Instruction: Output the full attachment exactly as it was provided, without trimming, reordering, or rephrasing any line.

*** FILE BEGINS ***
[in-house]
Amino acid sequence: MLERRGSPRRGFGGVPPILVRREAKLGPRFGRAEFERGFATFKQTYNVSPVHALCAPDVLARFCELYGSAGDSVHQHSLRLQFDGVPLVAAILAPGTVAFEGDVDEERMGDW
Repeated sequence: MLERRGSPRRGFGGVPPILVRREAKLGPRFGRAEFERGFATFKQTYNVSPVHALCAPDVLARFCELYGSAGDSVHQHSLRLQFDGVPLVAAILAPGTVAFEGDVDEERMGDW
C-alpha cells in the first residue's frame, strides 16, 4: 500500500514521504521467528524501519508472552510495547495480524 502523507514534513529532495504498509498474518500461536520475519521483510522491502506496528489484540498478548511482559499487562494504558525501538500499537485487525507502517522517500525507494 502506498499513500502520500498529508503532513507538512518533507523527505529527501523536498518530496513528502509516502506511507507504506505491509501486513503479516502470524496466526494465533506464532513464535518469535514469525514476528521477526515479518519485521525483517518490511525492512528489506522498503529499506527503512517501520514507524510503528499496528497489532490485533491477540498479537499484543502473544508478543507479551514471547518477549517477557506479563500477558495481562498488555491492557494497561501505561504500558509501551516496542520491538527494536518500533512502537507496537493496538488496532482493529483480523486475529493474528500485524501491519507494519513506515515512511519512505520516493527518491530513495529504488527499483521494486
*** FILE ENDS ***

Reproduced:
[in-house]
Amino acid sequence: MLERRGSPRRGFGGVPPILVRREAKLGPRFGRAEFERGFATFKQTYNVSPVHALCAPDVLARFCELYGSAGDSVHQHSLRLQFDGVPLVAAILAPGTVAFEGDVDEERMGDW
Repeated sequence: MLERRGSPRRGFGGVPPILVRREAKLGPRFGRAEFERGFATFKQTYNVSPVHALCAPDVLARFCELYGSAGDSVHQHSLRLQFDGVPLVAAILAPGTVAFEGDVDEERMGDW
C-alpha cells in the first residue's frame, strides 16, 4: 500500500514521504521467528524501519508472552510495547495480524 502523507514534513529532495504498509498474518500461536520475519521483510522491502506496528489484540498478548511482559499487562494504558525501538500499537485487525507502517522517500525507494 502506498499513500502520500498529508503532513507538512518533507523527505529527501523536498518530496513528502509516502506511507507504506505491509501486513503479516502470524496466526494465533506464532513464535518469535514469525514476528521477526515479518519485521525483517518490511525492512528489506522498503529499506527503512517501520514507524510503528499496528497489532490485533491477540498479537499484543502473544508478543507479551514471547518477549517477557506479563500477558495481562498488555491492557494497561501505561504500558509501551516496542520491538527494536518500533512502537507496537493496538488496532482493529483480523486475529493474528500485524501491519507494519513506515515512511519512505520516493527518491530513495529504488527499483521494486